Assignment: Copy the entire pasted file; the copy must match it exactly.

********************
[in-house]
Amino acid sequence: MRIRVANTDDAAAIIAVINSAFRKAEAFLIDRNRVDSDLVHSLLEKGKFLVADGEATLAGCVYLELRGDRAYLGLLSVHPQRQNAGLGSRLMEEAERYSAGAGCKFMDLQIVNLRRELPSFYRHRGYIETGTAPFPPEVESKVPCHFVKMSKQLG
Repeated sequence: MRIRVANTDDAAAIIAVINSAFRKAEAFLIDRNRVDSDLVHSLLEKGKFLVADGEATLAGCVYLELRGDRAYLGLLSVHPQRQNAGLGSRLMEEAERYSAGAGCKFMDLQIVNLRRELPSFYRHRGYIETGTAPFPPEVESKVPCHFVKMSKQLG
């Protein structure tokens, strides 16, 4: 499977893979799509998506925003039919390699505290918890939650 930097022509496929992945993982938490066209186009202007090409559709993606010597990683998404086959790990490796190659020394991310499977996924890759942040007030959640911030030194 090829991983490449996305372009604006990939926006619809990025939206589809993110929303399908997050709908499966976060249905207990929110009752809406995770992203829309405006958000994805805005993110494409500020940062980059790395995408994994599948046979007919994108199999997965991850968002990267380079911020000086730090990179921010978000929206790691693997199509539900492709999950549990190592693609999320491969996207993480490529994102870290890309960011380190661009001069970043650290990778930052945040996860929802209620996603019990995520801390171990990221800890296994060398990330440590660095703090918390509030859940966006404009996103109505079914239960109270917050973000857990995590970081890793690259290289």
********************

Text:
[in-house]
Amino acid sequence: MRIRVANTDDAAAIIAVINSAFRKAEAFLIDRNRVDSDLVHSLLEKGKFLVADGEATLAGCVYLELRGDRAYLGLLSVHPQRQNAGLGSRLMEEAERYSAGAGCKFMDLQIVNLRRELPSFYRHRGYIETGTAPFPPEVESKVPCHFVKMSKQLG
Repeated sequence: MRIRVANTDDAAAIIAVINSAFRKAEAFLIDRNRVDSDLVHSLLEKGKFLVADGEATLAGCVYLELRGDRAYLGLLSVHPQRQNAGLGSRLMEEAERYSAGAGCKFMDLQIVNLRRELPSFYRHRGYIETGTAPFPPEVESKVPCHFVKMSKQLG
């Protein structure tokens, strides 16, 4: 499977893979799509998506925003039919390699505290918890939650 930097022509496929992945993982938490066209186009202007090409559709993606010597990683998404086959790990490796190659020394991310499977996924890759942040007030959640911030030194 090829991983490449996305372009604006990939926006619809990025939206589809993110929303399908997050709908499966976060249905207990929110009752809406995770992203829309405006958000994805805005993110494409500020940062980059790395995408994994599948046979007919994108199999997965991850968002990267380079911020000086730090990179921010978000929206790691693997199509539900492709999950549990190592693609999320491969996207993480490529994102870290890309960011380190661009001069970043650290990778930052945040996860929802209620996603019990995520801390171990990221800890296994060398990330440590660095703090918390509030859940966006404009996103109505079914239960109270917050973000857990995590970081890793690259290289």